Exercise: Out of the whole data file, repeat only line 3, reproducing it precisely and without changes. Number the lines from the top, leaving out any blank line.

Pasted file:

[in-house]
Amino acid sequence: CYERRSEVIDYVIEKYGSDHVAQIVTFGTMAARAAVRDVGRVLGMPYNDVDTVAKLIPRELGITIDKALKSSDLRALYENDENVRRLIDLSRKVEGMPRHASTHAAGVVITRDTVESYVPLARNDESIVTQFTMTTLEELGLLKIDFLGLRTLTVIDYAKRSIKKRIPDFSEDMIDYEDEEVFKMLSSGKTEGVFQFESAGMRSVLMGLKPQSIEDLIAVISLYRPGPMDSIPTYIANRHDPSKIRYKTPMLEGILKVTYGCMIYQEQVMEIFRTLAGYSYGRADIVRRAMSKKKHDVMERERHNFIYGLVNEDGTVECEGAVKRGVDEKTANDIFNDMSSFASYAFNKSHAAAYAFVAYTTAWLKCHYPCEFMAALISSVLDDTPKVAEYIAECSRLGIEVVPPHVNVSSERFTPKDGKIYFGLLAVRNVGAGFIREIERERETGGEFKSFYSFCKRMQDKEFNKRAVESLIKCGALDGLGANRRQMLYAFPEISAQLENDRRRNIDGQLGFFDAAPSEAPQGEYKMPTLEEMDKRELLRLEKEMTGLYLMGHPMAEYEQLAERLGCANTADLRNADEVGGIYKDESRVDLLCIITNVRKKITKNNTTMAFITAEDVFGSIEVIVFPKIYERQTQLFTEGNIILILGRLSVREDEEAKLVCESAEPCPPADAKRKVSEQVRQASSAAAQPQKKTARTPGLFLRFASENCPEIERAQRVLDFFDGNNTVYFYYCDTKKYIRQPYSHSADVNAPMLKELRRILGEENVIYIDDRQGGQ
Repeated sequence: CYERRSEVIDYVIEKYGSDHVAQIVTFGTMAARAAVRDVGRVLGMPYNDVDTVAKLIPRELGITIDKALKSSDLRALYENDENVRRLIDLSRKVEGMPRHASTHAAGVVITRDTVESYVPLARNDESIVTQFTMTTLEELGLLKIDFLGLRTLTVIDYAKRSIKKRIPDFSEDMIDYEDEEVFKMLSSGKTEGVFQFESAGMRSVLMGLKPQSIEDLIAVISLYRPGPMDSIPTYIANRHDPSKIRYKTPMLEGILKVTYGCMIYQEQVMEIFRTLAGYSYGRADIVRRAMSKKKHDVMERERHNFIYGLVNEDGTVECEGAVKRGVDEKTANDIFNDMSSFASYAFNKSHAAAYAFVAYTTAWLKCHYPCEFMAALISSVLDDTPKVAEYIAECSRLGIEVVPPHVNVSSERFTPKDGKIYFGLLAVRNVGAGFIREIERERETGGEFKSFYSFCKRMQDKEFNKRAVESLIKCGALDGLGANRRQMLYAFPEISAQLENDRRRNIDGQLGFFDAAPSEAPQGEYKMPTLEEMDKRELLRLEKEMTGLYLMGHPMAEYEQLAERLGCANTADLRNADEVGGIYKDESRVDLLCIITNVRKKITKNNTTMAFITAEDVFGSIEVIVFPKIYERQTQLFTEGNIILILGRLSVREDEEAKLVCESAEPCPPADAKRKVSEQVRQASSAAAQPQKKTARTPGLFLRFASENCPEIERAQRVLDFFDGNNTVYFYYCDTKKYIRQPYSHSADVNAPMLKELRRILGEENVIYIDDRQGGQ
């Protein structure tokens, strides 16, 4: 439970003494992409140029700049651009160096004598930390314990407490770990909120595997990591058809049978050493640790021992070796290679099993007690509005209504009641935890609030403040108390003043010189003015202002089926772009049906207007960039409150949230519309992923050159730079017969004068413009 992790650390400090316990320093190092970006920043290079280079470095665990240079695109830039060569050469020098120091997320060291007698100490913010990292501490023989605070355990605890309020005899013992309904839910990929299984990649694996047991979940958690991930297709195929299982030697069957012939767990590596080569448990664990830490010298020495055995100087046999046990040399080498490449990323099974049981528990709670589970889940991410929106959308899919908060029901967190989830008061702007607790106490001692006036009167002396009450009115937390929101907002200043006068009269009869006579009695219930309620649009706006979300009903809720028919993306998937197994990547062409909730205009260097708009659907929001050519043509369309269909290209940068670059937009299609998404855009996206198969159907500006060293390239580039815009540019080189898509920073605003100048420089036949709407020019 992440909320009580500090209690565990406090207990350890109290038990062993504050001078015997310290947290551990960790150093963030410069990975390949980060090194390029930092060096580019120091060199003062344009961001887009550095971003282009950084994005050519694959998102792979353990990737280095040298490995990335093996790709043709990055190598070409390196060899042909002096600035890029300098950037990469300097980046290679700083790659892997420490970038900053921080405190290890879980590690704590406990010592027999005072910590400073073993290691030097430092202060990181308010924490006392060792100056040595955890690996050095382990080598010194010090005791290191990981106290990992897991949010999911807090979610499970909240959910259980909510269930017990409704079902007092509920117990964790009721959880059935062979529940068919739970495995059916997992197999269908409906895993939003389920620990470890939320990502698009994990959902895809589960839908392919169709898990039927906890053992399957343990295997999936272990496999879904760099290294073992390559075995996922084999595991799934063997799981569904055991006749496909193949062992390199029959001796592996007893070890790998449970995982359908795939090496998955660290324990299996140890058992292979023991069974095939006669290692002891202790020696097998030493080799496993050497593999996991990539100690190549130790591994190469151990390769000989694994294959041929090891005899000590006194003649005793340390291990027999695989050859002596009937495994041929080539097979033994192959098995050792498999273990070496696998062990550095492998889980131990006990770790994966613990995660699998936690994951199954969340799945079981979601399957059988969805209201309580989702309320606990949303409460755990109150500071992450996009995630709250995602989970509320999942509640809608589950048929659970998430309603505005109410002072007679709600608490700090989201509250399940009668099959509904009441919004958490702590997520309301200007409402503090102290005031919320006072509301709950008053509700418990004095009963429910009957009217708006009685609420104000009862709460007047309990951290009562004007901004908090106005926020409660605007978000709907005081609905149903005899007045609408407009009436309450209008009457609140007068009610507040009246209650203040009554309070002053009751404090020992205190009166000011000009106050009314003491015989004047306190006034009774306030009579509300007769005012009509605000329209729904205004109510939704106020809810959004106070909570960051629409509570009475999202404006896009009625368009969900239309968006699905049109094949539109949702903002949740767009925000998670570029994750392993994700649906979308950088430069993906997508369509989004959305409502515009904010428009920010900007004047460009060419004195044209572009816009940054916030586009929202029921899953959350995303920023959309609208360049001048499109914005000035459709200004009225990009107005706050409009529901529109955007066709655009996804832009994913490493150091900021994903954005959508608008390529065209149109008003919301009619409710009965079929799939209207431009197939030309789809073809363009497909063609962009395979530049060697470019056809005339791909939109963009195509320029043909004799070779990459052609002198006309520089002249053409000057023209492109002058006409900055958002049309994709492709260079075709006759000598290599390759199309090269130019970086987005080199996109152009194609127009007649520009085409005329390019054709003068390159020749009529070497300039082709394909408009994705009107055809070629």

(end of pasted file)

Repeated sequence: CYERRSEVIDYVIEKYGSDHVAQIVTFGTMAARAAVRDVGRVLGMPYNDVDTVAKLIPRELGITIDKALKSSDLRALYENDENVRRLIDLSRKVEGMPRHASTHAAGVVITRDTVESYVPLARNDESIVTQFTMTTLEELGLLKIDFLGLRTLTVIDYAKRSIKKRIPDFSEDMIDYEDEEVFKMLSSGKTEGVFQFESAGMRSVLMGLKPQSIEDLIAVISLYRPGPMDSIPTYIANRHDPSKIRYKTPMLEGILKVTYGCMIYQEQVMEIFRTLAGYSYGRADIVRRAMSKKKHDVMERERHNFIYGLVNEDGTVECEGAVKRGVDEKTANDIFNDMSSFASYAFNKSHAAAYAFVAYTTAWLKCHYPCEFMAALISSVLDDTPKVAEYIAECSRLGIEVVPPHVNVSSERFTPKDGKIYFGLLAVRNVGAGFIREIERERETGGEFKSFYSFCKRMQDKEFNKRAVESLIKCGALDGLGANRRQMLYAFPEISAQLENDRRRNIDGQLGFFDAAPSEAPQGEYKMPTLEEMDKRELLRLEKEMTGLYLMGHPMAEYEQLAERLGCANTADLRNADEVGGIYKDESRVDLLCIITNVRKKITKNNTTMAFITAEDVFGSIEVIVFPKIYERQTQLFTEGNIILILGRLSVREDEEAKLVCESAEPCPPADAKRKVSEQVRQASSAAAQPQKKTARTPGLFLRFASENCPEIERAQRVLDFFDGNNTVYFYYCDTKKYIRQPYSHSADVNAPMLKELRRILGEENVIYIDDRQGGQ